Saturday I will preside at my first ever Quinceanera, the traditional Mexican liturgy at which young women dedicate their lives for Mary. This is my brief homily.
I’ve been thinking what a good thing it is to dedicate yourself to Mary and what that might mean—and not just for you but for all of us. We should all dedicate ourselves to Mary!
Ten things about her come to mind, ten things we should try to emulate.
- Mary uses her head. She asks questions. She thinks.
“How can this be?” she asks the angel who comes to her (Luke 1:34), and later, Luke tells us, she “reflects” on all these things in her heart (Luke 2:18). She “ponders” (Luke 2:51). In many of the paintings of the Annunciation she is holding a book. She is the figure of the reader, the thinker, the ponderer.
- She doesn’t define herself by wealth or status or prestige.
She calls herself a “lowly servant” in her great prayer, the “Magnificat,” and she was. She wasn’t of a noble family. She wasn’t famous. Foreshadowing her son’s teachings in the Beatitudes, she proclaims that to God prestige and status and power are entirely unimportant. In Christ, all the old hierarchies have been reversed, and now it’s the weak who are “lifted up” and the hungry who are “filled” (1:47-55).
- She doesn’t define herself by how she looks.
There are so many paintings and statues of Mary that when we think of her we have a kind of standard image of what she looks like. But the scriptures don’t describe her appearance at all. We have no idea whether she was tall or short, pretty or plain, and it’s clear in any event that this isn’t what matters to her, as it doesn’t matter to the angel who comes to her. What Gabriel says isn’t that she’s pretty or slim. It’s that she is “full of grace” (Luke 1:28).
- Her identity doesn’t depend on her relationship to a man.
This is one of the great insights of recent theology, that in being called a “virgin,” Mary is presented as a woman in her own right, a woman with value of her own apart from whatever prestige or authority her husband might confer on her. Of course, she is married to Joseph, and that certainly matters, and her most important relationship is to the man her son grows up to be. But that’s just the point: she is defined first and most of all by her relationship to God, and in that sense, contrary to all the assumptions of her own time and still, unfortunately ours, she is free. She is herself.
- She understands that life isn’t easy, that it’s full of challenges and even suffering.
She knows that “a sword will pierce” her side (Luke 2:35), and it does, in her sorrow and her grief. She and her family have to flee from Herod and go to Egypt, and then back, and they come back into the hardship of an ordinary life in poor first century village. At the end, she must witness the Crucifixion, the public execution of her son by the state. And she doesn’t run from this. She doesn’t try hide from the truth of hard things can be, as we so often do.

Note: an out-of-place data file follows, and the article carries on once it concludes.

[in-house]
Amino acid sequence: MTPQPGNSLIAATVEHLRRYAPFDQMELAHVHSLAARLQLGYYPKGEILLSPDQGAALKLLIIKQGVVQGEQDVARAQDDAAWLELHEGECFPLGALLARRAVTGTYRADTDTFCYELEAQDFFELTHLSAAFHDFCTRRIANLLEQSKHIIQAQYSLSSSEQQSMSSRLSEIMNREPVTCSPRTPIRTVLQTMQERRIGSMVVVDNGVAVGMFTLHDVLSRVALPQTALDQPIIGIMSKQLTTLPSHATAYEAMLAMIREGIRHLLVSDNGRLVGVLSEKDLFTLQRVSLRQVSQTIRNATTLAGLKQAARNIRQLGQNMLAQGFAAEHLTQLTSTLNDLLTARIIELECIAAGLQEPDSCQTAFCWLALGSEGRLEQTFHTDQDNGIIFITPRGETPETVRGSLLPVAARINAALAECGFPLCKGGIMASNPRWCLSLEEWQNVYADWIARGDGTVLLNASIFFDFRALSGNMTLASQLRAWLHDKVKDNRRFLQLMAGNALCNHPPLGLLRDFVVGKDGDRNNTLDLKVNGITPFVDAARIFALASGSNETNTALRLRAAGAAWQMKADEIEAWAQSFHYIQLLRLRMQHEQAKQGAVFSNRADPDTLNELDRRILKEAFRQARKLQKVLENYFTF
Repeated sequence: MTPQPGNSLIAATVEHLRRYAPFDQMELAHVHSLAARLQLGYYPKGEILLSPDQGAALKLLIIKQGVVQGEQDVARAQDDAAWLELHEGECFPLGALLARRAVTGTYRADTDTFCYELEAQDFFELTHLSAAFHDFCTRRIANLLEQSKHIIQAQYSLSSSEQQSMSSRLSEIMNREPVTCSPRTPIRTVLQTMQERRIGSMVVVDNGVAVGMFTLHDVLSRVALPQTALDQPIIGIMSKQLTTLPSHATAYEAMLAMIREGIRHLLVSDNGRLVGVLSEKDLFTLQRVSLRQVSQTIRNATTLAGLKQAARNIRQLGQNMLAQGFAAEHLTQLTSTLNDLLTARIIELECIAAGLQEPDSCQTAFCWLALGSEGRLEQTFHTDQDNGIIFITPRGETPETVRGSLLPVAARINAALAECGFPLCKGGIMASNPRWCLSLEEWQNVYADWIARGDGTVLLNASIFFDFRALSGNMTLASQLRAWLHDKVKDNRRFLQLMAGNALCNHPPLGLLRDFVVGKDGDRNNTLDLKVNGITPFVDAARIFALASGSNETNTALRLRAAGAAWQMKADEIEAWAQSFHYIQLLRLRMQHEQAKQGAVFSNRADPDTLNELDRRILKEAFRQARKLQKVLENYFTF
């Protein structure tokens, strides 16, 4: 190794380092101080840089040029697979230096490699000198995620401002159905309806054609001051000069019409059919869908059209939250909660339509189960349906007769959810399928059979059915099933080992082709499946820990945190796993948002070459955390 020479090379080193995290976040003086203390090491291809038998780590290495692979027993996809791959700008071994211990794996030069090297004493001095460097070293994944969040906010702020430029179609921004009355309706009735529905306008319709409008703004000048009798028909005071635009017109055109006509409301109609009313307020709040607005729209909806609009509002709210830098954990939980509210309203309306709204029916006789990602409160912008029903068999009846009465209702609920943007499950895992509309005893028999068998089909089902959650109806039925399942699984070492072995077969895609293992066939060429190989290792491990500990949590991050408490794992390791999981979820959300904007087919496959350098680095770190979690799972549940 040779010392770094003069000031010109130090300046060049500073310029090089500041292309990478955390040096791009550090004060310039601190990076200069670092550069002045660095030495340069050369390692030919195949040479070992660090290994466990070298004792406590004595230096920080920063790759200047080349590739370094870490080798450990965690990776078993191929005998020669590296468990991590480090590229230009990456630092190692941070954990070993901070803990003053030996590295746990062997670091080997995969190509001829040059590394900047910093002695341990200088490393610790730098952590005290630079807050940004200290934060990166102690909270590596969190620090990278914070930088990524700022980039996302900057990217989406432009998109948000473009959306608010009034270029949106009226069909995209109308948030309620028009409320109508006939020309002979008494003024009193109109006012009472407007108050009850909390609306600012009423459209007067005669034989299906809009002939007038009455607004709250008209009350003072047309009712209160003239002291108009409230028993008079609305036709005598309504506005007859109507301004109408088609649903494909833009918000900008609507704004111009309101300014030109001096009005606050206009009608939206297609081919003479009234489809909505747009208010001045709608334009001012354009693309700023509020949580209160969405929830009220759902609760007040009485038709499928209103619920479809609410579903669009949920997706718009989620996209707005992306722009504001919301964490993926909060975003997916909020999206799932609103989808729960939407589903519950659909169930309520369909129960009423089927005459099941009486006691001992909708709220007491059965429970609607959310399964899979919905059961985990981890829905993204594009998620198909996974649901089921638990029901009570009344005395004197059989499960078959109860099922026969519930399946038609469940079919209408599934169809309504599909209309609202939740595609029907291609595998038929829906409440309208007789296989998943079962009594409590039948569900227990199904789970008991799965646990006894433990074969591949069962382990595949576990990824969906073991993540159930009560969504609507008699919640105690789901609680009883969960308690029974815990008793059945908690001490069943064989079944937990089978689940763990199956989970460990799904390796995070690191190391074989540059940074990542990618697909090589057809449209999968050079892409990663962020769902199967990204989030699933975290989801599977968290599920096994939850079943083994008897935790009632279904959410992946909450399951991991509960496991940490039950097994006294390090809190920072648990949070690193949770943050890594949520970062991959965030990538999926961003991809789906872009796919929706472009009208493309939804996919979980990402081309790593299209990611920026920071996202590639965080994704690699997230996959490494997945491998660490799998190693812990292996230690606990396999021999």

- She is strong and courageous.
She doesn’t hesitate to obey God, even in the face of persecution or social stigma or violence. She doesn’t let others push her around.
- She cares about others.
She “hastens to the hills” (Luke 1:39-45) to visit her pregnant kinswoman, Elizabeth. At the wedding in Cana she sees that “they have no more wine” and asks her son to help them (John 2:3).
- She is a leader.
“Do whatever he tells you,” she tells the waiters in Cana (John 2:5), as she tells us, and they obey. In Acts we are told that she is with the disciples after the Ascension (1:14), and tradition tells us that she was one of the leaders of the early Christian community.
- She is willing to live with unresolved questions—is willing to live with complexity—doesn’t think she has to have everything figured out.
“How can this be?” she asks the angel, and yet she decides to say yes anyway. She takes the leap. Twelve years later, the little boy Jesus is lost for three days, discoursing with the rabbis in the temple (Luke 2:41-52). When Mary and Joseph finally find him, he says, “do you not know that I must be in my father’s house?” and they’re stunned. “They didn’t understand what he said to them,” Luke tells us, and yet they remain committed anyway. They love him. They care for him.
- In all this Mary trusts in God. She surrenders to God. She is open to grace—“may it be done,” she says to the Angel (Luke1:38).
She is no doormat. She is no weak and retiring girl. But her whole life is oriented towards God—her whole life is oriented towards her son—not towards anything else, not towards the trivial and the material and the merely social. That’s what gives her her strength and her courage: her faith.
What does it mean to be like Mary? To be brave. To be kind. To read and to think. To love. To give. To lead.